NBA Player Who Stood During Anthem Says He Doesn't Understand How World Turned Into 'Black and White'

Miami Heat power forward-center Meyers Leonard explained his reasoning for standing during the National Anthem at the Heat's re-opening game Saturday, as his teammates kneeled. Speaking about supporting his teammates' protest in support of the Black Lives Matter movement during an Associated Press interview prior to the game, Leonard said that he didn't understand how the world "turned into Black and white."

Leonard said that standing for "The Star Spangled Banner" was very much informed by the fact that his brother is a U.S. Marine who served in Afghanistan. He said that while he believes in the Black Lives Matter movement that his fellow teammates are kneeling for, his gesture does not show a lack of support for the movement.

"I am with the Black Lives Matter movement and I love and support the military and my brother and the people who have fought to defend our rights in this country," he said. Leonard also wore the same Black Lives Matter T-shirt that the rest of his team wore.

Leonard said that a text from his brother showed him that he was proud of him. "And if he's proud of me, and if my brothers on this team are with me, then I know this is what I have to do," he said.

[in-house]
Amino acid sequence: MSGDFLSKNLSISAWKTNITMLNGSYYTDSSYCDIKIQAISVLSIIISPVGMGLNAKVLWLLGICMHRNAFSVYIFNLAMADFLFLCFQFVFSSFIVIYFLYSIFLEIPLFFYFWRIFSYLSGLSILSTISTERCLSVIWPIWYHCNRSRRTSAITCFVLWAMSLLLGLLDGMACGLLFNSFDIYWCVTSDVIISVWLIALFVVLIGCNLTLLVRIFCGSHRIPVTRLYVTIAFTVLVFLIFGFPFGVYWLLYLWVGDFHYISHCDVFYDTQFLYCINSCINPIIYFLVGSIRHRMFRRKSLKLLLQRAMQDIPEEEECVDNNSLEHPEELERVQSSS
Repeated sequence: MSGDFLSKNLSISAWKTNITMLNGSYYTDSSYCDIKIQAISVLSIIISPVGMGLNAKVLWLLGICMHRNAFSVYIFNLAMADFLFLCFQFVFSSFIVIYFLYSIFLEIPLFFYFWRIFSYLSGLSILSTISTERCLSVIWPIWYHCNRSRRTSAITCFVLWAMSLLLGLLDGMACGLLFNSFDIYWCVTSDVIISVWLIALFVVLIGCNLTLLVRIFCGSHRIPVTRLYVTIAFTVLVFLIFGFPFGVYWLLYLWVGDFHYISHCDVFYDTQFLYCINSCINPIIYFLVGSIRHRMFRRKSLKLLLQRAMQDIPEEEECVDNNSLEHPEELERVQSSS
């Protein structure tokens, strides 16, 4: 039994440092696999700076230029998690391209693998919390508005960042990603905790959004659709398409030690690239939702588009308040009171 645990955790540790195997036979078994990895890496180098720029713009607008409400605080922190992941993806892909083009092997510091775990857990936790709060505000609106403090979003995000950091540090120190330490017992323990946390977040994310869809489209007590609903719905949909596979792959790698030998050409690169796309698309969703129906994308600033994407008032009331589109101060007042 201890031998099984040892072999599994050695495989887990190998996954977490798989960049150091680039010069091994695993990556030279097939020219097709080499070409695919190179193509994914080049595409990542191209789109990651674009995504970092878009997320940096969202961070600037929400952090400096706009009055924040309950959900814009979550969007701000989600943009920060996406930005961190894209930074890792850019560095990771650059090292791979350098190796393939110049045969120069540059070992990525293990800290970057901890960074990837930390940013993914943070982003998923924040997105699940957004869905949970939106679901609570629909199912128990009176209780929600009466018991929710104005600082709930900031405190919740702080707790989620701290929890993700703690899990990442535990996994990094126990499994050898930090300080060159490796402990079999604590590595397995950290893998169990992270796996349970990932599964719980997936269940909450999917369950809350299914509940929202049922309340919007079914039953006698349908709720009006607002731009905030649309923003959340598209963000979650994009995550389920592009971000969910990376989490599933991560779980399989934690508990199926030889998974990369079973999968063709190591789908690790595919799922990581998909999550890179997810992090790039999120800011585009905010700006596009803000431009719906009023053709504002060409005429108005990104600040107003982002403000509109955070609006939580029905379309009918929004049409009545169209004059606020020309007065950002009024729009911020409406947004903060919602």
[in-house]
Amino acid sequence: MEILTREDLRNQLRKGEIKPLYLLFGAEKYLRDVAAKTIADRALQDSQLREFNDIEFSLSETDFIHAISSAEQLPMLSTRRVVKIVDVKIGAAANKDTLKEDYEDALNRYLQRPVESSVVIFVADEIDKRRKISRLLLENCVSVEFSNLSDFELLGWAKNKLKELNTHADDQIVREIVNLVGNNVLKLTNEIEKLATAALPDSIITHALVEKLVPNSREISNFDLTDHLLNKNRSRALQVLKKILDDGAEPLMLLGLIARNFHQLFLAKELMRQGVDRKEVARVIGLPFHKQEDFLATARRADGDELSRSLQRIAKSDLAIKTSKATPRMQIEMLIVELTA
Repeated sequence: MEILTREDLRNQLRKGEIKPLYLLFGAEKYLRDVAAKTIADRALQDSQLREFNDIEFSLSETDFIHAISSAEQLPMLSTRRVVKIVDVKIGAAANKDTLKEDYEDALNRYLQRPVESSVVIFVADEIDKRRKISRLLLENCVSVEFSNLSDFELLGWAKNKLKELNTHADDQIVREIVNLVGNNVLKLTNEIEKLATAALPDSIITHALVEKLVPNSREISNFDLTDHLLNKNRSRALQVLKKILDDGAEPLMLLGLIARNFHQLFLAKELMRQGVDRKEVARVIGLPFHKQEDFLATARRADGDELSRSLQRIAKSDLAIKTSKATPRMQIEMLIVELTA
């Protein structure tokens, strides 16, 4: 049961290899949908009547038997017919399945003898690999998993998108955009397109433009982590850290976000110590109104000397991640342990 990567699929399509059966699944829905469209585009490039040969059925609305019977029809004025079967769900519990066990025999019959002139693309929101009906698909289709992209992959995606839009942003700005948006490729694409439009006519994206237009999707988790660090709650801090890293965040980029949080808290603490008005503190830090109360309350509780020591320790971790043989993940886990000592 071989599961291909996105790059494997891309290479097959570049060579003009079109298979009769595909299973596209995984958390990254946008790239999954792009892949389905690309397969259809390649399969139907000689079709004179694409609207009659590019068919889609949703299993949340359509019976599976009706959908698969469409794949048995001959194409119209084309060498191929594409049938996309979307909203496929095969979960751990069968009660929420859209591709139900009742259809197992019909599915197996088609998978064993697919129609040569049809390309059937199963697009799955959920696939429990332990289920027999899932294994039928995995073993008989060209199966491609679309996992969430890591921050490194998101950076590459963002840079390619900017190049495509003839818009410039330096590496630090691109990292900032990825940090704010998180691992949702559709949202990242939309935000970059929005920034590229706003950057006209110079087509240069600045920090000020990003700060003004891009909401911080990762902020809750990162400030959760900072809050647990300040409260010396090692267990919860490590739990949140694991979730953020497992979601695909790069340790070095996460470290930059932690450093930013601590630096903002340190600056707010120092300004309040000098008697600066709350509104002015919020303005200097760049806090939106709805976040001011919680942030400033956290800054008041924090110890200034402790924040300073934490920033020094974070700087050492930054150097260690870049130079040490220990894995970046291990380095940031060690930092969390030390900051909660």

Following difficult conversations with his teammates, he said that he would stand, but would continue to try to make a positive impact for the movement. "I can't fully comprehend how our world, literally and figuratively, has turned into Black and white. There's a line in the sand, so to speak: 'If you're not kneeling, you're not with us.' And that's not true," he said. "I will continue to use my platform, my voice and my actions to show how much I care about the African American culture and for everyone."

As demonstrated by the fist bumps after the anthem concluded, Leonard's teammates showed support for his decision to stand. Teammate Andre Iguodala told AP that he "can see where [Leonard] is coming from."

Heat captain Udonis Haslem said he was still showing support, regardless of what other people think. "People will question, 'Why isn't he doing it their way?' Well, he's standing by us. He's supporting us. He's with us," he told AP.

Leonard isn't the first player to stand for the anthem since the NBA has restarted. Orlando Magic forward Jonathan Isaac also stood for the anthem and did not wear the Black Lives Matter shirt that other players have worn. Isaac cited religious reasons in a long response at a press conference—after he said that while he believes that Black lives do matter, he didn't think that wearing the shirt and kneeling supported Black lives.

When asked further how religion was connected to Black Lives Matter, he responded: "I don't think that kneeling or putting on a T-shirt, for me personally, is the answer. For me, Black lives are supported through the Gospel."

Leonard's agents did not respond to Newsweek's emailed request for comment in time for publication.

Meyers Leonard
Meyers Leonard of the Miami Heat stands during the National Anthem before the start of a game against the Denver Nuggets at HP Field House at ESPN Wide World Of Sports Complex on August 01, 2020 in Lake Buena Vista, Florida. Getty/Kevin C. Cox